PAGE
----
Successions with cross-border elements are usually characterized by their high complexity, as laws on such matters vary considerably even from one European Union country to another. Let alone if other countries are considered!
For anyone who has the misfortune to be involved with a cross-border estate it can be a complex and frustrating process, not least because the inheritance laws of different countries may apply to different assets within the estate.
Further to this, you may know that the European Parliament and the Council of the European Union passed a Regulation (EU Regulation 650/2012 on International Successions, adopted on 4th of July 2012) which came into force on 17th of August 2015. This makes urgent for individuals and couples to assess their situations and, possibly, to determine which law should apply to their succession.
Time is of the essence because checking one’s status, deciding what is appropriate, determining estate arrangements, adapting one’s marriage contract, strengthening it with a will, etc., all require reflection and time to accomplish the necessary formalities. This will help significantly in simplifying inheritance settlement and avoiding disputes when the will of the deceased involves the legal systems of more than one Member State, and will provide certainty as to which law will apply in governing a succession.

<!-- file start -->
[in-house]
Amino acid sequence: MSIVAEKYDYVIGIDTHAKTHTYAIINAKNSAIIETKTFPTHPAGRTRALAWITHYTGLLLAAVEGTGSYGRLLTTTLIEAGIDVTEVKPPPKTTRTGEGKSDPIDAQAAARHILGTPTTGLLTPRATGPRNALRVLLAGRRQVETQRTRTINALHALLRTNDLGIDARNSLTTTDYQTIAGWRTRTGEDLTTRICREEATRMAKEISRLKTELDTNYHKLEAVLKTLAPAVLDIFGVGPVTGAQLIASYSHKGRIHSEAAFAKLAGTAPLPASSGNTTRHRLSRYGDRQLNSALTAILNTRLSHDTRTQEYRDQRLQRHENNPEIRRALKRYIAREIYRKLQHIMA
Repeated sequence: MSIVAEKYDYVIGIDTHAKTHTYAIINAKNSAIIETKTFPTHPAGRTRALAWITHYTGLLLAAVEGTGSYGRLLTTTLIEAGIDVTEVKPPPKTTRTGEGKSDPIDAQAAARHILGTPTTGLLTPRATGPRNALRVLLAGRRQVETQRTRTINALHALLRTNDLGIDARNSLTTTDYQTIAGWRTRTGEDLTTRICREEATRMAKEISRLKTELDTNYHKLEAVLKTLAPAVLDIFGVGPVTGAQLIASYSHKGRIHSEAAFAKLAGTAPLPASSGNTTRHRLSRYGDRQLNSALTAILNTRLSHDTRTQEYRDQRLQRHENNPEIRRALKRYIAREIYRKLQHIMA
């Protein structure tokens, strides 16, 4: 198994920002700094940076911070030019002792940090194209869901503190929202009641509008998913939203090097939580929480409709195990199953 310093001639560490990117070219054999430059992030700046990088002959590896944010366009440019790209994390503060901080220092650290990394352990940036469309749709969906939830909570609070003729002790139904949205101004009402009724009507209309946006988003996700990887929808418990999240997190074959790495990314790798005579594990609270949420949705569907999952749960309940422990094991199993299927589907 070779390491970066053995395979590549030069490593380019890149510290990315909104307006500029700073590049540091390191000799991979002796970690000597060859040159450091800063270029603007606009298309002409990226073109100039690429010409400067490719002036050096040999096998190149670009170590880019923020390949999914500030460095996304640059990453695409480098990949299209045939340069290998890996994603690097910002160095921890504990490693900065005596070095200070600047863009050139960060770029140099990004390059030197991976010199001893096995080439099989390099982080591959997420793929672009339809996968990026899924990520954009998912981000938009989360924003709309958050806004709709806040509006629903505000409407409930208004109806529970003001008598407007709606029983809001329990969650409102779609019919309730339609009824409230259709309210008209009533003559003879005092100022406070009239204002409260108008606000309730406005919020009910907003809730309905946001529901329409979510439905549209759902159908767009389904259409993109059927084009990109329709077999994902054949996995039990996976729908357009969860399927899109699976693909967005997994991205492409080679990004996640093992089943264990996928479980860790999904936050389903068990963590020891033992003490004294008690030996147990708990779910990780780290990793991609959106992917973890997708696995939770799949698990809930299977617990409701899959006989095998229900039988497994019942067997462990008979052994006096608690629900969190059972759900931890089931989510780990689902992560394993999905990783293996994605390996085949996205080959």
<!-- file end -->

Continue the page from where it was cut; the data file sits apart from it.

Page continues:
The main advantage to you is that this EU Regulation enables you to choose the law of the country of your nationality to govern your succession. The person drawing up a will has the option of having his or her will read under the law of his or her country of origin. This will give EU and other foreing citizens in general a new right, which is seen as a major improvement, as it will allow anyone living abroad within the EU to retain close links with their home country and ensure that specific national provisions, such as rules governing gifts made during a lifetime, are respected. Furthermore the law chosen does not need to be the law of another Member State of the EU, it can be USA´s, Canada´s, Australia´s, Japan´s …
Despite the fact that the UK, Ireland and Denmark have opted out of this EU Regulation, it will still have relevance for citizens of these countries, and even for nationals from outside the EU. It will apply to those who are habitually resident in Spain or have some connections/interests in our country. Even citizens with assets in Spain, who were habitually resident here within the previous 5 years, will be subject to this EU Regulation and the jurisdiction of our courts.